Buddhist Art on Paper: The Unique Painting and Calligraphy Collection of Fan Keqin
When we talk about Buddhist art, one tends to think of sculptures in stone or bronze, or monumental caves and wall paintings. However, when Buddhism was introduced to China, it also found expression in the traditional Chinese art forms of calligraphy and painting. These two art forms have long been ranked the highest in the hierarchy of fine art in China, and calligraphy and paintings with Buddhist themes most tellingly illustrate the interplay between Buddhism and Chinese culture. Buddhist images and texts have inspired many Chinese artists and, in return, Chinese painting and calligraphy have opened up new avenues for the sangha to perfect their virtues and express their jingjie or spirituality.
Over the past 30 years, Fan Keqin, who is based in Shanghai, has amassed an impressive collection of Buddhist-themed Chinese paintings and calligraphy. These works, dating from the Tang dynasty (618–907) all the way to the Republic Period (1912–49), were created by some of the most influential Buddhist monks, scholar officials, and professional artists throughout Chinese history.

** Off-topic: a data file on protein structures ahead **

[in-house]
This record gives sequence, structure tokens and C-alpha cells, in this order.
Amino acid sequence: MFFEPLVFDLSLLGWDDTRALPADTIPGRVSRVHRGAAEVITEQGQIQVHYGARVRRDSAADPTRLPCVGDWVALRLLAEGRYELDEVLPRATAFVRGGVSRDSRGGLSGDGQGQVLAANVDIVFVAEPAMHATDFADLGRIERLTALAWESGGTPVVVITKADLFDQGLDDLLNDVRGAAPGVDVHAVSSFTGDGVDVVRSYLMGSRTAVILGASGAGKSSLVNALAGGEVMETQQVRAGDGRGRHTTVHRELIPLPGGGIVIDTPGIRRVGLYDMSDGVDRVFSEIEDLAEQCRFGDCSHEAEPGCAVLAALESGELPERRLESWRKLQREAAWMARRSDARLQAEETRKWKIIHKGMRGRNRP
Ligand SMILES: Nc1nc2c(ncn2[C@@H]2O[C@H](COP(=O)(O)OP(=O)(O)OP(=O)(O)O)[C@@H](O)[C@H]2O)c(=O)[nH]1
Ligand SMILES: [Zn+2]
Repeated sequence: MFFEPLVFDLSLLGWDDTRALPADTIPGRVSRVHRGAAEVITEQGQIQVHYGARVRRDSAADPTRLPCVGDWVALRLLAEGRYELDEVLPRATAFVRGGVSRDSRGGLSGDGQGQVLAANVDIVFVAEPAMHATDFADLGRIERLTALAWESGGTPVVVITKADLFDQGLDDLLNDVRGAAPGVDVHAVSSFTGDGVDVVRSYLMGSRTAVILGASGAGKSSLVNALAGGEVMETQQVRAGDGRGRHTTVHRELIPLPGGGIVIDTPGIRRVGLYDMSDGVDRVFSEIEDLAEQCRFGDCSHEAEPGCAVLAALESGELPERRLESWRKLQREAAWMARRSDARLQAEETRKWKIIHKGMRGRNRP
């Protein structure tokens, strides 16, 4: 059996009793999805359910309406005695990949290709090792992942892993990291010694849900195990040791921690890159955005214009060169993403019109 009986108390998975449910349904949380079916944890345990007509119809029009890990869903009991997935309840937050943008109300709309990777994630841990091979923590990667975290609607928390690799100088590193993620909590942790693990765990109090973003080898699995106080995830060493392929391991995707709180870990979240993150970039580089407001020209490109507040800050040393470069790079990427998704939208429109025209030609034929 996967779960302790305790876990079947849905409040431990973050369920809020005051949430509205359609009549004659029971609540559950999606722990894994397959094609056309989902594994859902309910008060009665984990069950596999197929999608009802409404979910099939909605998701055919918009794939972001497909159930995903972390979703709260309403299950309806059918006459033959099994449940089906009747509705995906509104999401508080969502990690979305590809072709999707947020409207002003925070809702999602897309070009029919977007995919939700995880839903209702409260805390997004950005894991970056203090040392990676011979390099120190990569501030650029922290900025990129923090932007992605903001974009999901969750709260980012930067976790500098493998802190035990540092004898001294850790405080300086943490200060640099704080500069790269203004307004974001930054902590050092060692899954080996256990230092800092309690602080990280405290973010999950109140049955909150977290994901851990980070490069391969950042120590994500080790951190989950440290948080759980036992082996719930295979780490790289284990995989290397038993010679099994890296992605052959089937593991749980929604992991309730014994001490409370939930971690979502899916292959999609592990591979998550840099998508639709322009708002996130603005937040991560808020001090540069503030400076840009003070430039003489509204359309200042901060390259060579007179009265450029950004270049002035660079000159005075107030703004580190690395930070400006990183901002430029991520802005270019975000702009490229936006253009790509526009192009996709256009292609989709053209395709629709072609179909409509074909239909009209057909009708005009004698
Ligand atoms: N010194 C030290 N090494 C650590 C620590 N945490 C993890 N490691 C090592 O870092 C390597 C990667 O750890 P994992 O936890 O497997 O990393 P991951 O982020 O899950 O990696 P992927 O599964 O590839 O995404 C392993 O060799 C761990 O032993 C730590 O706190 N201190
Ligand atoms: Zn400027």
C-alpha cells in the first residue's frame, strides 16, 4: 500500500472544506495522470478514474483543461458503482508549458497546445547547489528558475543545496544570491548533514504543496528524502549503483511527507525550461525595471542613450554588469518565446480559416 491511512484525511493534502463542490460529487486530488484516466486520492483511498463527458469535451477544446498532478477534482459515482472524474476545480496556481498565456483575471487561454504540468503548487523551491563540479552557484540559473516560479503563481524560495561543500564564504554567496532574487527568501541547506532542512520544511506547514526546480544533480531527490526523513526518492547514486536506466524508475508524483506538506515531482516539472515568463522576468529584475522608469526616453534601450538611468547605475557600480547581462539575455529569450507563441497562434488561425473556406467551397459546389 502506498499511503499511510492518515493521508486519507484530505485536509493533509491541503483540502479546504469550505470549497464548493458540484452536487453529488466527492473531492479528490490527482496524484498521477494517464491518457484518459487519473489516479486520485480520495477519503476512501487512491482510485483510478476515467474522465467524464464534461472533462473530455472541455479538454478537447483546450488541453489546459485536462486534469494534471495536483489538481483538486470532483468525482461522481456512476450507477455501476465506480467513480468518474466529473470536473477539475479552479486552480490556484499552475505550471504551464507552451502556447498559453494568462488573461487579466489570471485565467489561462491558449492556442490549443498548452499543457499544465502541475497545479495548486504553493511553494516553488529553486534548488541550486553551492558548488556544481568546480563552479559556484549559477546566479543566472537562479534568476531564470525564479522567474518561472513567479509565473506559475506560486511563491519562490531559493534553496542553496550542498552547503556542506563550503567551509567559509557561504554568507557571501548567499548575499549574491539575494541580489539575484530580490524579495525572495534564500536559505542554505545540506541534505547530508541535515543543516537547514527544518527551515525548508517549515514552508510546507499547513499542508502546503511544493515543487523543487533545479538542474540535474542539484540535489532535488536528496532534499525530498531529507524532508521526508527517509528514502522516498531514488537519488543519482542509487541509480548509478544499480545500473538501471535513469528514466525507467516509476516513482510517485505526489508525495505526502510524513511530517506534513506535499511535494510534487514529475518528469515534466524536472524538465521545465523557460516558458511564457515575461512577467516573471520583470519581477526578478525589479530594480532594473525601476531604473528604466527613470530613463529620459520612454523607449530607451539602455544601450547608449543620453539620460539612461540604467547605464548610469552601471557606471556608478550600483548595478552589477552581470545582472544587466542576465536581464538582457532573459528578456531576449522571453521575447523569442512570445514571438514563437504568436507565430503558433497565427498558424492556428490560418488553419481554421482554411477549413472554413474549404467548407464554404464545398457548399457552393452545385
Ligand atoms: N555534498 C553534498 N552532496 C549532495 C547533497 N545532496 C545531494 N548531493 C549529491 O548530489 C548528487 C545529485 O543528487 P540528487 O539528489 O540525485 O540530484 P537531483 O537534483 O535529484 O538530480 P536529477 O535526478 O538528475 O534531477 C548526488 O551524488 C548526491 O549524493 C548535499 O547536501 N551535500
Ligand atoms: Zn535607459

Fan’s collection houses works by painting masters, such as Qi Baishi, Zhang Daqian, and Li Keran, who have set auction records in recent years. However, it is not their works that he values the most. To Fan, a good painting shows the cultivation and spiritual capacity of the painter. “People are attracted to images that are pleasant to the eye, but when I see a good painting of the Buddha or a bodhisattva, my heart feels overjoyed and blessed,” Fan said to me as he brought out a hanging scroll from a delicate lacquer box that had been placed in a bigger wooden box.
Yishan Yining, Manjusri Riding on a Lion. Photo by the author
The hanging scroll is an elegant ink painting by eminent monk Yishan Yining (一山一寧) (1247–1317) of bodhisattva Manjusri riding on a lion. At the age of 52, Yishan Yining was sent to Japan as an envoy by the Mongol Yuan court to restore relations between the two countries. At first, he was detained on suspicion of spying, but he soon won respect and popularity as a Chan (or Zen in Japanese) master among the ruling class. In 1313, Yishan Yining was invited by the retired Emperor Go-Uda to become the abbot of Nanzen-ji (南禅寺). Fan told me: “I acquired this painting from Japan. You see they have done a wonderful job in preserving cultural relics.”
Flicking through a catalogue of his own collection,*“Nowadays there is a lot of hype in the art market. Zhang Daqian and Qi Baishi have fetched more than 2 billion yuan [US$290 million], but are they really that good compared with these paintings?” Fan commented, pointing at a painting by Qian Huafo (錢化佛) (1884–1964). “I don’t think so.”